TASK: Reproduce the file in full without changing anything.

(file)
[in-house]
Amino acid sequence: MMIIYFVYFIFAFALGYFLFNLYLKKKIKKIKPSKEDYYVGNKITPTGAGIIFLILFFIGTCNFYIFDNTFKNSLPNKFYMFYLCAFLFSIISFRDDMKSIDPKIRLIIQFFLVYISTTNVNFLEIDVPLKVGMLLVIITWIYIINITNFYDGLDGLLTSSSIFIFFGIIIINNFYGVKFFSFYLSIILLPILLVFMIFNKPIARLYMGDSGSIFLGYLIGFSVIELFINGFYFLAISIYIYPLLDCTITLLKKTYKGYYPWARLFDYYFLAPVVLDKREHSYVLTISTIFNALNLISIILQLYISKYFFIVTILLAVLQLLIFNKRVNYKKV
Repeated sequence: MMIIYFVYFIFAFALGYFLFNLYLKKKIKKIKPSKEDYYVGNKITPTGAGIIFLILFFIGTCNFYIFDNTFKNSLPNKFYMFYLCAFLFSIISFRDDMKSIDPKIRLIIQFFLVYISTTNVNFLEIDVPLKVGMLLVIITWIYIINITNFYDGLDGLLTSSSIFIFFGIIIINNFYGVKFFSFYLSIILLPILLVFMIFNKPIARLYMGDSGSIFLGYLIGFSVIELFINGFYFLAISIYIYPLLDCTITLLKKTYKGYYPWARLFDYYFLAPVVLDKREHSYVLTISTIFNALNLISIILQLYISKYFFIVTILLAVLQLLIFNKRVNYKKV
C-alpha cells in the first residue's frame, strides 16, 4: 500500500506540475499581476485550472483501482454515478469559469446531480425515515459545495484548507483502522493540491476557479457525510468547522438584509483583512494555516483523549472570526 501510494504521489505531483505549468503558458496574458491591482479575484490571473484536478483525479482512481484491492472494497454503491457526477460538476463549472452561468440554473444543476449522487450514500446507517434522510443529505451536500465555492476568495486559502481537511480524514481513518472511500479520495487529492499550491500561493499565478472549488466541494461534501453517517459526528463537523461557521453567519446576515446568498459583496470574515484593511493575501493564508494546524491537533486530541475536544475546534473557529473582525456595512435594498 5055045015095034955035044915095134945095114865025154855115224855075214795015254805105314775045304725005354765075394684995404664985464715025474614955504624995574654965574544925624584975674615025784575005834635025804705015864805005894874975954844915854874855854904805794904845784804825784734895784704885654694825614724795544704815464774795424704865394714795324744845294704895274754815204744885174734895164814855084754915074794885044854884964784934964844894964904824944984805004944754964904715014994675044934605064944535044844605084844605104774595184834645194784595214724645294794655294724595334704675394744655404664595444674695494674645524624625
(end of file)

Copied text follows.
[in-house]
Amino acid sequence: MMIIYFVYFIFAFALGYFLFNLYLKKKIKKIKPSKEDYYVGNKITPTGAGIIFLILFFIGTCNFYIFDNTFKNSLPNKFYMFYLCAFLFSIISFRDDMKSIDPKIRLIIQFFLVYISTTNVNFLEIDVPLKVGMLLVIITWIYIINITNFYDGLDGLLTSSSIFIFFGIIIINNFYGVKFFSFYLSIILLPILLVFMIFNKPIARLYMGDSGSIFLGYLIGFSVIELFINGFYFLAISIYIYPLLDCTITLLKKTYKGYYPWARLFDYYFLAPVVLDKREHSYVLTISTIFNALNLISIILQLYISKYFFIVTILLAVLQLLIFNKRVNYKKV
Repeated sequence: MMIIYFVYFIFAFALGYFLFNLYLKKKIKKIKPSKEDYYVGNKITPTGAGIIFLILFFIGTCNFYIFDNTFKNSLPNKFYMFYLCAFLFSIISFRDDMKSIDPKIRLIIQFFLVYISTTNVNFLEIDVPLKVGMLLVIITWIYIINITNFYDGLDGLLTSSSIFIFFGIIIINNFYGVKFFSFYLSIILLPILLVFMIFNKPIARLYMGDSGSIFLGYLIGFSVIELFINGFYFLAISIYIYPLLDCTITLLKKTYKGYYPWARLFDYYFLAPVVLDKREHSYVLTISTIFNALNLISIILQLYISKYFFIVTILLAVLQLLIFNKRVNYKKV
C-alpha cells in the first residue's frame, strides 16, 4: 500500500506540475499581476485550472483501482454515478469559469446531480425515515459545495484548507483502522493540491476557479457525510468547522438584509483583512494555516483523549472570526 501510494504521489505531483505549468503558458496574458491591482479575484490571473484536478483525479482512481484491492472494497454503491457526477460538476463549472452561468440554473444543476449522487450514500446507517434522510443529505451536500465555492476568495486559502481537511480524514481513518472511500479520495487529492499550491500561493499565478472549488466541494461534501453517517459526528463537523461557521453567519446576515446568498459583496470574515484593511493575501493564508494546524491537533486530541475536544475546534473557529473582525456595512435594498 5055045015095034955035044915095134945095114865025154855115224855075214795015254805105314775045304725005354765075394684995404664985464715025474614955504624995574654965574544925624584975674615025784575005834635025804705015864805005894874975954844915854874855854904805794904845784804825784734895784704885654694825614724795544704815464774795424704865394714795324744845294704895274754815204744885174734895164814855084754915074794885044854884964784934964844894964904824944984805004944754964904715014994675044934605064944535044844605084844605104774595184834645194784595214724645294794655294724595334704675394744655404664595444674695494674645524624625